ReplyDelete
  9. Does Samsung have a sustainable basic research group? Can the people joining there let us know what impressed them?

    ReplyDelete
  10. Any news/gossip about the movement of more senior academics (e.g. tenured faculty)?

    ReplyDelete
  11. Dear Professor,

    I have found a new complexity class that I called ``equivalent-P" and I have showed it has a close relation with the P versus NP Problem. I have been making a paper that explain my ideas, and in the meantime, I decided to share them as a preprint in the web.

    Here, I show you the abstract of the paper (so you can capture the idea):

    ``The P versus NP problem is one of the most important and unsolved problems in computer science. This consists in knowing the answer of the following question: Is P equal to NP? This incognita was first mentioned in a letter written by Kurt Gödel to John von Neumann in 1956. However, the precise statement of the P versus NP problem was introduced in 1971 by Stephen Cook in a seminal paper. We consider a new complexity class, called equivalent-P, which has a close relation with this problem. The class equivalent-P has those languages that contain ordered pairs of instances, where each one belongs to a specific problem in P, such that the two instances share a same solution, that is, the same certificate. We demonstrate that equivalent-P = NP and equivalent-P = P. In this way, we find the solution of P versus NP problem, that is, P = NP."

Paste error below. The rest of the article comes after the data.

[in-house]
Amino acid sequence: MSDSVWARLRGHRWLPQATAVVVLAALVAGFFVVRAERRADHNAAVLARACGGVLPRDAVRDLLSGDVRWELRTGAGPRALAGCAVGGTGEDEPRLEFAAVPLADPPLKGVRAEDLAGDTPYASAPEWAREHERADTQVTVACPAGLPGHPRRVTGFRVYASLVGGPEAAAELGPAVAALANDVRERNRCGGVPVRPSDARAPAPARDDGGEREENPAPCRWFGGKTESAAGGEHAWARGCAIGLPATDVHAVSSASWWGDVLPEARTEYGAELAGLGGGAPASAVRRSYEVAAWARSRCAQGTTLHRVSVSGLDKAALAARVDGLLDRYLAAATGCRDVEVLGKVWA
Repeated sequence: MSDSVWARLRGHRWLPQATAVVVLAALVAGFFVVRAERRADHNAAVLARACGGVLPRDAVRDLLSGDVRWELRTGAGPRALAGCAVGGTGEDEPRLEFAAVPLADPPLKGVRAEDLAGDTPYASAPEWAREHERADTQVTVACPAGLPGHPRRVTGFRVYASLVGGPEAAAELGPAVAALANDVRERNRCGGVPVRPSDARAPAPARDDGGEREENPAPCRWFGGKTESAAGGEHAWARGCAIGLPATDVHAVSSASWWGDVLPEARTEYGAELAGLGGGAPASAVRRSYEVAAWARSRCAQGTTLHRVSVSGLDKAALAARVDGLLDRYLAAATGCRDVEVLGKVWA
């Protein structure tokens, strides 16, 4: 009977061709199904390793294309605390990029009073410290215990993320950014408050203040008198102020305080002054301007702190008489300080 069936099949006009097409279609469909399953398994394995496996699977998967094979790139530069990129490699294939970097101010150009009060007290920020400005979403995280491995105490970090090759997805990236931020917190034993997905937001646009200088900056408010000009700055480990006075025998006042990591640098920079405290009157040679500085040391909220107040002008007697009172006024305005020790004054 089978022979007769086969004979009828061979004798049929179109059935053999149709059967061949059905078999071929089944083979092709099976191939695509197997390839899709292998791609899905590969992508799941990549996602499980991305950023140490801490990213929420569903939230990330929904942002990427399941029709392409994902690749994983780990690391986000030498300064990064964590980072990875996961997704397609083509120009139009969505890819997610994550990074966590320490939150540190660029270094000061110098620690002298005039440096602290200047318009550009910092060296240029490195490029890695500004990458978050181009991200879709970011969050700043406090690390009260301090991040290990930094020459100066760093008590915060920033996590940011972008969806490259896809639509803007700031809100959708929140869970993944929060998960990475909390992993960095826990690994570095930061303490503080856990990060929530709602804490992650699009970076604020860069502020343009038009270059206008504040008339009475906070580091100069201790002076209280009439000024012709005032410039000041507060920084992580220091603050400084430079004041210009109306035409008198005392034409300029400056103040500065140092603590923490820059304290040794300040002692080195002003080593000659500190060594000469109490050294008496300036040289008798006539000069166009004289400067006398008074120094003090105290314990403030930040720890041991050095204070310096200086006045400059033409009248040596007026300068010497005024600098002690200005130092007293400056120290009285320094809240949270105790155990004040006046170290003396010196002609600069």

In this preprint, I shall show that there is an NP-complete problem in equivalent-P and a P-complete problem in equivalent-P. Moreover, I shall show the complexity class equivalent-P is closed under reductions. Since P and NP are also closed under reductions, then we can conclude that P = NP.

    You can read more on:

    https://hal.archives-ouvertes.fr/hal-01161668/document

    Kind regards,
    Frank.

    ReplyDelete
    Replies
    1. NP contains P-complete problems too, but that doesn't mean NP=P, only that NP is a superset of P.

      Delete